Eating only kosher food when visiting, dining out, vacationing or traveling is, of course, just as important as eating kosher at home. Acquaintances and friends may not always understand our unwillingness to eat in all restaurants, but most people will respect us for upholding our principles.

When food is prepared in large quantities with many different ingredients, and a number of people are working in the kitchen, the task of maintaining high standards of kashrut is greatly enlarged. Add to this the pressure of commercial considerations, and the need for kashrut supervision becomes is intensified. A kashrut supervisor (mashgiach) is essential and may be required to be on the premises at all times.

The mashgiach must be present to check all products brought into the establishment, and must also be present during the preparation of the food. Before you dine out, find out who is responsible for the kashrut of the premises. Trustworthy kosher establishments are always willing to answer your questions about the kashrut of their restaurant or service.

The proprietor should be a Shabbat observer, for Shabbat observance is a criterion often used to determine a person's commitment to the Torah and its laws. If the establishment is a hotel, or a restaurant kept open for the purpose of serving holiday meals, the reservations and payment must be taken before the Shabbat or holiday begins.

Meat Restaurants: Like all commercial food manufacturers, meat restaurants require proper supervision to ensure that all laws pertaining to kosher meat (shechitah, permissible cuts, salting, removal of forbidden fats, and separation from dairy) are strictly observed.

In addition, incoming food orders must be strictly supervised in order to prevent the use of foods which are non-kosher or dairy. Further, personnel involved in handling the food require careful supervision because they may not be fully aware of the special requirements of kosher meat. Most meat restaurants also serve fish which, besides having its own special kashrut requirements, may not be mixed with meat. A reliable mashgiach is a necessity.

Vegetarian and Dairy Restaurants: Do not assume that a restaurant is kosher simply because it does not serve meat. In addition to the requirements for a mashgiach and for Shabbat and Yom Tov observance, any of the following may cause problems in a vegetarian restaurant:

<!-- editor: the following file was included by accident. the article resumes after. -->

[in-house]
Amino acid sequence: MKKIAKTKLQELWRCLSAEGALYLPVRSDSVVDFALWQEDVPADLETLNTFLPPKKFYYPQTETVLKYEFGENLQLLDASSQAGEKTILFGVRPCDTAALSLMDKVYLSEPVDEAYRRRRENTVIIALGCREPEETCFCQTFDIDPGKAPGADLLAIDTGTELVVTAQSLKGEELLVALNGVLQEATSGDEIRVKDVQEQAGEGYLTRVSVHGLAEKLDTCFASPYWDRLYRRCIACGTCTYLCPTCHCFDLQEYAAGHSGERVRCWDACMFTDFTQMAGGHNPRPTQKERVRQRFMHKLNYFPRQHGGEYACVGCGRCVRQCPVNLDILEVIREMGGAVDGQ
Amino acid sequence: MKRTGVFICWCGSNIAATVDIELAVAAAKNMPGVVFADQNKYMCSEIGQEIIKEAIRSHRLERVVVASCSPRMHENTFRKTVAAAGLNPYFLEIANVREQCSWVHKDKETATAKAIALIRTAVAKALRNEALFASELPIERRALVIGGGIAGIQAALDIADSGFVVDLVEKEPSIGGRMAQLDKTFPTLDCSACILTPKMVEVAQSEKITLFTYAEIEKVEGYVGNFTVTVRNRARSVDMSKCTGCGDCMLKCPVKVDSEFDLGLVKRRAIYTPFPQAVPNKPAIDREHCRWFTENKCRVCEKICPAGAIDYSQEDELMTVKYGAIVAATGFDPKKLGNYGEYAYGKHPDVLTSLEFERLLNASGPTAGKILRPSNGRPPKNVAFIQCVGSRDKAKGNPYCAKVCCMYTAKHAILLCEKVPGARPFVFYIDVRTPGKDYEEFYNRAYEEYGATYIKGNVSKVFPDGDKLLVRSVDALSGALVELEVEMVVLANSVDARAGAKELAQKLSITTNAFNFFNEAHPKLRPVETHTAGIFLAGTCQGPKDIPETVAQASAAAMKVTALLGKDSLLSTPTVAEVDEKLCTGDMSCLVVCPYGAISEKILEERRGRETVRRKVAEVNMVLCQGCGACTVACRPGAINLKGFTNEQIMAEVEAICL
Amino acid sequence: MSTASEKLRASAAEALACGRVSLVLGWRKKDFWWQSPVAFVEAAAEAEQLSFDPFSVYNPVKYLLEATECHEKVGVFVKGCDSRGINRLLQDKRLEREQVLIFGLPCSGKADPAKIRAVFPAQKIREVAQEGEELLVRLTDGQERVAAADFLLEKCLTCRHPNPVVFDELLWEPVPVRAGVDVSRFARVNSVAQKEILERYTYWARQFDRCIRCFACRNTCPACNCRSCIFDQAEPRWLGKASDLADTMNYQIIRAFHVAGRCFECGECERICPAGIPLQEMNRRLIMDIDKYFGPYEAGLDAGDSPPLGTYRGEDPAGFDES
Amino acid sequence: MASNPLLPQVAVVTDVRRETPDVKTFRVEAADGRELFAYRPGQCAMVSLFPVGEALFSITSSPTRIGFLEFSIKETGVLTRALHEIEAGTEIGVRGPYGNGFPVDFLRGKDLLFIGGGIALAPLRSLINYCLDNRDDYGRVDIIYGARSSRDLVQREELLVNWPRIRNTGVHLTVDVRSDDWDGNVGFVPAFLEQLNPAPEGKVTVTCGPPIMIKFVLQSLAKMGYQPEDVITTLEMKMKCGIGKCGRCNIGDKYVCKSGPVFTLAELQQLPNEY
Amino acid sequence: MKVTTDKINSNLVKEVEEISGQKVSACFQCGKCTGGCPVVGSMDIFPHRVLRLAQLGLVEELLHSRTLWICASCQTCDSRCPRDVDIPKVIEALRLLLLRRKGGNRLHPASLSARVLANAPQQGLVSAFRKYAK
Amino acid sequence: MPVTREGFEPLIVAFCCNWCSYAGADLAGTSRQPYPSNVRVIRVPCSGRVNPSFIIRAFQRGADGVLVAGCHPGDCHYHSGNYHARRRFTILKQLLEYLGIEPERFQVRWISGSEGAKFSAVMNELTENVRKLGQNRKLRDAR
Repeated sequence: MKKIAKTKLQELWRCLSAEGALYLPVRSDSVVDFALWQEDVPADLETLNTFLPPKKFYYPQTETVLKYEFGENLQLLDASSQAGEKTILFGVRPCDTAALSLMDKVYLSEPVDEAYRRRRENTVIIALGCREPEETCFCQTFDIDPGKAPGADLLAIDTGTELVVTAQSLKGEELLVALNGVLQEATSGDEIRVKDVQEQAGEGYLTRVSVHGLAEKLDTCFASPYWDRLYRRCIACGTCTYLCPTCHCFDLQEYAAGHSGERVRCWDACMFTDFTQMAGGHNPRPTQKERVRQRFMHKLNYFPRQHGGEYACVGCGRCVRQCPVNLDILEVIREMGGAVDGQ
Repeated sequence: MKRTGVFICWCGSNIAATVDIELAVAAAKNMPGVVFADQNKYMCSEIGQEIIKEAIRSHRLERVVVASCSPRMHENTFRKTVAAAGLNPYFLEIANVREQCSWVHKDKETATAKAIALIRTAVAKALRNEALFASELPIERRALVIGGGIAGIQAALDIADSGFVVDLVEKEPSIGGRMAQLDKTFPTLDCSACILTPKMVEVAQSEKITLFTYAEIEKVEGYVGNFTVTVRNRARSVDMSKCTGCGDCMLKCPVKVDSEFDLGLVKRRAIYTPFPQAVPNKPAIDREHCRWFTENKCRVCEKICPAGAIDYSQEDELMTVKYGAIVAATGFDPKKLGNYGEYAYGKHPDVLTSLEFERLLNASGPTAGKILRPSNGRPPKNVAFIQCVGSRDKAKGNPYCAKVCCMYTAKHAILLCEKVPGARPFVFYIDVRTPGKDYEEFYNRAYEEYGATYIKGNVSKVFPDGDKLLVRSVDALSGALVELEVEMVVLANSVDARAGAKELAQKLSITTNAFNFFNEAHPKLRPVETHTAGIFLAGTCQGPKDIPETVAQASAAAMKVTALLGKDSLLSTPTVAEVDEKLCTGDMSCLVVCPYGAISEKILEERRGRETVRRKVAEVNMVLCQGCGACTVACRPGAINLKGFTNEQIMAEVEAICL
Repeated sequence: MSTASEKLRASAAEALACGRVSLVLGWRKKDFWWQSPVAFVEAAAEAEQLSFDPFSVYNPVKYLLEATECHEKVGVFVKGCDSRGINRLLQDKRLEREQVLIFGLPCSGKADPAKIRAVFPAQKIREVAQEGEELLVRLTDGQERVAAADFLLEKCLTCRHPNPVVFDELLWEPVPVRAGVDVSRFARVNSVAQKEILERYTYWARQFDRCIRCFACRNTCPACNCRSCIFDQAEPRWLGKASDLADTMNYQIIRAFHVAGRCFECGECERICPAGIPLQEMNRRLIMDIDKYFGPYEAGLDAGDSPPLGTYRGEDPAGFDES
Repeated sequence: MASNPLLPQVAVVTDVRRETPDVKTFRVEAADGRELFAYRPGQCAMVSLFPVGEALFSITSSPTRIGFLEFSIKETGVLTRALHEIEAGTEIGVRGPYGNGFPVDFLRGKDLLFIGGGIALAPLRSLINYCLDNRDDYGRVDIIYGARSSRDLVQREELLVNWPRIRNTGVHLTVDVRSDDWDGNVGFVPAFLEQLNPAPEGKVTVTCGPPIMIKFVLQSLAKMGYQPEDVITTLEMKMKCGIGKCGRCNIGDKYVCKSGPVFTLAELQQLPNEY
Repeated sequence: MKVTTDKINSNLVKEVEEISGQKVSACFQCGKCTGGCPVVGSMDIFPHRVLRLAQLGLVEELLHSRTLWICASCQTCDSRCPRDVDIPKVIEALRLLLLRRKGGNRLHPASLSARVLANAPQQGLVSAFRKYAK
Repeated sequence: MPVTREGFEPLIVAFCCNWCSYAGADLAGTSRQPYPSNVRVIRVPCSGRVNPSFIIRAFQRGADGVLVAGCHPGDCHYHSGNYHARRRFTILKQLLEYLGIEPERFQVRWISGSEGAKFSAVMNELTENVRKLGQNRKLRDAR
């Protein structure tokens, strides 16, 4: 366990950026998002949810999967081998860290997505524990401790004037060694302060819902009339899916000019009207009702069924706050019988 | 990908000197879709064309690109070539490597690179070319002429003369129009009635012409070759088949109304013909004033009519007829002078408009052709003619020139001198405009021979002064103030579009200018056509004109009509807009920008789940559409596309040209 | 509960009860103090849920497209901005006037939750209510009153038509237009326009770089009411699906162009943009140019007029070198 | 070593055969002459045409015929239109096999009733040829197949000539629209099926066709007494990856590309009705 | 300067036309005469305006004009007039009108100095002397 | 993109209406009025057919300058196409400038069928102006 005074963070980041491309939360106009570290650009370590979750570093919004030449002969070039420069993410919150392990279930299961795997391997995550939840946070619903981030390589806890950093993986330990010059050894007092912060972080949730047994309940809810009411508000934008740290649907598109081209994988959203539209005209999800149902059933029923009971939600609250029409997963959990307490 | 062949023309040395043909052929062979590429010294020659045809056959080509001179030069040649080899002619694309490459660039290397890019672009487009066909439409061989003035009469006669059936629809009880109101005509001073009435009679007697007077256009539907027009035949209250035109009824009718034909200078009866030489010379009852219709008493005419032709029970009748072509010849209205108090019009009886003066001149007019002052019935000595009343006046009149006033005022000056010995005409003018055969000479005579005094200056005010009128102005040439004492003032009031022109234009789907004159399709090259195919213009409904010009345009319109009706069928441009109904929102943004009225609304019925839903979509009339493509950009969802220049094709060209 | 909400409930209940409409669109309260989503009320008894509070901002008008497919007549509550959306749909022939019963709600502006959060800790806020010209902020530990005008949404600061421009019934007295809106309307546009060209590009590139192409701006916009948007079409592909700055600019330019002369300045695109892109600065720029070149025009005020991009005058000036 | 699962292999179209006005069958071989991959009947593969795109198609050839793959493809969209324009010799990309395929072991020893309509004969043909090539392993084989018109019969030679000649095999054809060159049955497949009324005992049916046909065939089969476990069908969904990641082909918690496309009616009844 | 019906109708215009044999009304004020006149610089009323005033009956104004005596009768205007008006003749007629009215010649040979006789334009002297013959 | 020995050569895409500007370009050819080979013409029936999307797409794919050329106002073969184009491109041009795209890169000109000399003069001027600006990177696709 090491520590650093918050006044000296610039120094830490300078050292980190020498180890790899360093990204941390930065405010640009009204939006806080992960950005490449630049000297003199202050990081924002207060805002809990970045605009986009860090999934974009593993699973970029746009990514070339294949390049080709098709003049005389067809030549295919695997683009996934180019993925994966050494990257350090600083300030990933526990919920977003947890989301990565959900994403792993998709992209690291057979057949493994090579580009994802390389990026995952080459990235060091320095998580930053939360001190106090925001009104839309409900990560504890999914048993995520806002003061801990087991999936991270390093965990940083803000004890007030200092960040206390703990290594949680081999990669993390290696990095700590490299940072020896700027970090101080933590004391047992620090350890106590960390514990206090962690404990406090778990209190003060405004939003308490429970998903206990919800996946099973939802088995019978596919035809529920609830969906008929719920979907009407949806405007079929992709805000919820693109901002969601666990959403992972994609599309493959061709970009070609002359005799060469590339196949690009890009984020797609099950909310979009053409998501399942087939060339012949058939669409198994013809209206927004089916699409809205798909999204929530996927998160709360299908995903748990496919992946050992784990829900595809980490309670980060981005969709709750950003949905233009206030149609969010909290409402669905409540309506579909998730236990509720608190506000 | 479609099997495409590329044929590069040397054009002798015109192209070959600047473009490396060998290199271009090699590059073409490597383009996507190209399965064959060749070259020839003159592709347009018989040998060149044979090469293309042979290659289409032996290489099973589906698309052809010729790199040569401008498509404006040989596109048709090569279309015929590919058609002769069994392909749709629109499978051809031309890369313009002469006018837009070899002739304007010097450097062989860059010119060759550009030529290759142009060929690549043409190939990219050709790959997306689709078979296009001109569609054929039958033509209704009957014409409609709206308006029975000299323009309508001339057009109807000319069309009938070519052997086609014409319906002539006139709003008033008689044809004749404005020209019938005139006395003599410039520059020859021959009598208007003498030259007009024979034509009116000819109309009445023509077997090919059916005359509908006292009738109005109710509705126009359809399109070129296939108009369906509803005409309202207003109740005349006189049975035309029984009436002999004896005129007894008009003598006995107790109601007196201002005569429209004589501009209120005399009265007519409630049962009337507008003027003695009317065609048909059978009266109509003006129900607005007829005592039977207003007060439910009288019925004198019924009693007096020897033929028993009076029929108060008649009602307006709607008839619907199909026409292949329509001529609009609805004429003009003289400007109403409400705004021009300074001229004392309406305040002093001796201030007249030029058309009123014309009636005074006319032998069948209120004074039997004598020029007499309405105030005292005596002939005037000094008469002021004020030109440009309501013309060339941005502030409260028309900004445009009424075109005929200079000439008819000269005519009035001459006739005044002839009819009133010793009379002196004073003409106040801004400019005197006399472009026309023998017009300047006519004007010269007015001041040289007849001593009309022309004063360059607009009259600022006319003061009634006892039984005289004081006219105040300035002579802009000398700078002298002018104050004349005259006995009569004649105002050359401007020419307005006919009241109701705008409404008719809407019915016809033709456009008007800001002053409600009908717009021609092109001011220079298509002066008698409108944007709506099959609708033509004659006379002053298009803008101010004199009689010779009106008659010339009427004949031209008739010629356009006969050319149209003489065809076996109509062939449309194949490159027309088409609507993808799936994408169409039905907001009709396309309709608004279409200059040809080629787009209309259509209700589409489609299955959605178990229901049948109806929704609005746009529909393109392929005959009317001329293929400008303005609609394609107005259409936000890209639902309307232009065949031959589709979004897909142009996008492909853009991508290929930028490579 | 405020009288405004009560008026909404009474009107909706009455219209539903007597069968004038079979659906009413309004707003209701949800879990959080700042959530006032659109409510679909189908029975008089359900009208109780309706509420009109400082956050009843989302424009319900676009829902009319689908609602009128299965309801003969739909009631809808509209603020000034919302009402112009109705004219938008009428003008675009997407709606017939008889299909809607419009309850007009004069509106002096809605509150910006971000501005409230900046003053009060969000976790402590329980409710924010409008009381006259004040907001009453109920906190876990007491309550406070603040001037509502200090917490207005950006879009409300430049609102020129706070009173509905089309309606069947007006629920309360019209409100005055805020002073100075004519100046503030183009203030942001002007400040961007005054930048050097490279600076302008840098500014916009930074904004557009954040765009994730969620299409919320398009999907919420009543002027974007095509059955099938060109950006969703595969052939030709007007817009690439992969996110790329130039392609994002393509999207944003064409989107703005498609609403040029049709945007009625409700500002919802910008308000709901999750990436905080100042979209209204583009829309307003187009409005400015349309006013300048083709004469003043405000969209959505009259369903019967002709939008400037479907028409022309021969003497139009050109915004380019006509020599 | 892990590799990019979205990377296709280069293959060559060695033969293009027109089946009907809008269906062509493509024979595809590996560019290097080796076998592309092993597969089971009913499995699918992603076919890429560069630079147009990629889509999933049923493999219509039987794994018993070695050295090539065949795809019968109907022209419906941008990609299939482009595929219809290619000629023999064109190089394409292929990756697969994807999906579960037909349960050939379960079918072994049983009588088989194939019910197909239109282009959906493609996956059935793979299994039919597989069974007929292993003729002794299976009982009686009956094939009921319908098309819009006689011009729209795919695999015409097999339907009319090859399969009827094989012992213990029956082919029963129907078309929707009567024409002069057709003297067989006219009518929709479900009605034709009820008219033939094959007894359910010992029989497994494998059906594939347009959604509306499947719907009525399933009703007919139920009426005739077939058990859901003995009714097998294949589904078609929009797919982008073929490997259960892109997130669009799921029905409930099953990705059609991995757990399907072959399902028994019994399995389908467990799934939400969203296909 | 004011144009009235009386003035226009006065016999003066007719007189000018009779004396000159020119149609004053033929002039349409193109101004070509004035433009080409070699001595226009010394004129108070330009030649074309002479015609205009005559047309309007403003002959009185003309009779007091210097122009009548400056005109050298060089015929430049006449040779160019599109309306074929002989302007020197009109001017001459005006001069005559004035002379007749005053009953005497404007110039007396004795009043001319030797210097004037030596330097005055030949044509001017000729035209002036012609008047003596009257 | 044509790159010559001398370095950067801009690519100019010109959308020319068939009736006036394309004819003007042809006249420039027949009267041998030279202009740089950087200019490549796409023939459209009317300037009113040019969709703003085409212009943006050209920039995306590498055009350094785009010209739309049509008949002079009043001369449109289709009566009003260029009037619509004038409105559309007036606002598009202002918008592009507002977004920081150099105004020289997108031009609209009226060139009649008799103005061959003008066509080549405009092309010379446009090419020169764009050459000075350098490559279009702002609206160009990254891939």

• All fish must be kosher; otherwise the pots, dishes, dishwashers, etc. become non-kosher, and foods prepared in such utensils may not be eaten.
  • All pareve and dairy ingredients must also be kosher in order to maintain the kashrut of utensils and all other foods. All oil or shortening used must be made of pure vegetable products and be rabbinically approved.
  • Certain vegetables and grains must be carefully washed and checked for insects and worms. (See Fruits and Vegetables) Eggs must be inspected for blood spots. (See Eggs)
  • Certain cooked foods must be prepared with the participation of a Jew. (See Baked and Cooked Foods)

Airlines: Most airlines will readily arrange, upon request, a pre-packaged kosher meal at no extra cost. When making your reservation, simply request that they include a kosher meal. The food must be brought to you complete with its wrappers still sealed. It may not be warmed in the airplane's oven once the original wrapper is removed, and may not be handled with non-kosher utensils.

Experienced kosher travelers find that it is wise to call the airline the day before the flight to confirm your request for a kosher meal. Even with these precautions, it is advisable to pack some carry-on snack just in case.